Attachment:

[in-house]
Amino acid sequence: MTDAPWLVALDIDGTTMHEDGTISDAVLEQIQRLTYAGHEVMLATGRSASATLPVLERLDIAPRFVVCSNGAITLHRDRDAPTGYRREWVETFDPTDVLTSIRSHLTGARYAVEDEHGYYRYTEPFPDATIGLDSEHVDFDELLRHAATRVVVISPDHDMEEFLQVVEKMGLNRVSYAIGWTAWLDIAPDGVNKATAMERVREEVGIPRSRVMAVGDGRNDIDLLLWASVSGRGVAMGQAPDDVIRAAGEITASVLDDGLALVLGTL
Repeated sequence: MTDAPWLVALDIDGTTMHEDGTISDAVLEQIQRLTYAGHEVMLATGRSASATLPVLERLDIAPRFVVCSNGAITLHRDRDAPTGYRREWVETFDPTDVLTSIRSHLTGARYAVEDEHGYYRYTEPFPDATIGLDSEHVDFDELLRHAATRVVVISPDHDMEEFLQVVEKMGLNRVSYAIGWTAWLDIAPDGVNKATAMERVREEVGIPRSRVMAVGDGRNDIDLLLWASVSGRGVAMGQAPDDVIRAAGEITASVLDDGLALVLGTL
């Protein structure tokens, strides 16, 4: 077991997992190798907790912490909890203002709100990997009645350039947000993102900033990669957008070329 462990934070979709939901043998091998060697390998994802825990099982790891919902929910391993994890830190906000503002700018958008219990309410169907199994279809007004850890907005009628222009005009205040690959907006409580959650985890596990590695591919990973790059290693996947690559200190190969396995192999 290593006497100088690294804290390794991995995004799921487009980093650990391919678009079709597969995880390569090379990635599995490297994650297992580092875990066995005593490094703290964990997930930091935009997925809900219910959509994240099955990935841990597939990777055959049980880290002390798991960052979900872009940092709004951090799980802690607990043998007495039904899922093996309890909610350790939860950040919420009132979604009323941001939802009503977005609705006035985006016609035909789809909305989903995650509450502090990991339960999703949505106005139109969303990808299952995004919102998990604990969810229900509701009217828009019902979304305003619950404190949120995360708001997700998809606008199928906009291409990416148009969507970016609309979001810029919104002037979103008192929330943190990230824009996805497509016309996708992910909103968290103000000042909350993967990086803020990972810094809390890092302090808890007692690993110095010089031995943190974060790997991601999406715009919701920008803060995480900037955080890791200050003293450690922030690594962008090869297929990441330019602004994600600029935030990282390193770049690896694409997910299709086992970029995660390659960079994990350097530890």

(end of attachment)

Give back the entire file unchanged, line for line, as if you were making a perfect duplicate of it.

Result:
[in-house]
Amino acid sequence: MTDAPWLVALDIDGTTMHEDGTISDAVLEQIQRLTYAGHEVMLATGRSASATLPVLERLDIAPRFVVCSNGAITLHRDRDAPTGYRREWVETFDPTDVLTSIRSHLTGARYAVEDEHGYYRYTEPFPDATIGLDSEHVDFDELLRHAATRVVVISPDHDMEEFLQVVEKMGLNRVSYAIGWTAWLDIAPDGVNKATAMERVREEVGIPRSRVMAVGDGRNDIDLLLWASVSGRGVAMGQAPDDVIRAAGEITASVLDDGLALVLGTL
Repeated sequence: MTDAPWLVALDIDGTTMHEDGTISDAVLEQIQRLTYAGHEVMLATGRSASATLPVLERLDIAPRFVVCSNGAITLHRDRDAPTGYRREWVETFDPTDVLTSIRSHLTGARYAVEDEHGYYRYTEPFPDATIGLDSEHVDFDELLRHAATRVVVISPDHDMEEFLQVVEKMGLNRVSYAIGWTAWLDIAPDGVNKATAMERVREEVGIPRSRVMAVGDGRNDIDLLLWASVSGRGVAMGQAPDDVIRAAGEITASVLDDGLALVLGTL
């Protein structure tokens, strides 16, 4: 077991997992190798907790912490909890203002709100990997009645350039947000993102900033990669957008070329 462990934070979709939901043998091998060697390998994802825990099982790891919902929910391993994890830190906000503002700018958008219990309410169907199994279809007004850890907005009628222009005009205040690959907006409580959650985890596990590695591919990973790059290693996947690559200190190969396995192999 290593006497100088690294804290390794991995995004799921487009980093650990391919678009079709597969995880390569090379990635599995490297994650297992580092875990066995005593490094703290964990997930930091935009997925809900219910959509994240099955990935841990597939990777055959049980880290002390798991960052979900872009940092709004951090799980802690607990043998007495039904899922093996309890909610350790939860950040919420009132979604009323941001939802009503977005609705006035985006016609035909789809909305989903995650509450502090990991339960999703949505106005139109969303990808299952995004919102998990604990969810229900509701009217828009019902979304305003619950404190949120995360708001997700998809606008199928906009291409990416148009969507970016609309979001810029919104002037979103008192929330943190990230824009996805497509016309996708992910909103968290103000000042909350993967990086803020990972810094809390890092302090808890007692690993110095010089031995943190974060790997991601999406715009919701920008803060995480900037955080890791200050003293450690922030690594962008090869297929990441330019602004994600600029935030990282390193770049690896694409997910299709086992970029995660390659960079994990350097530890």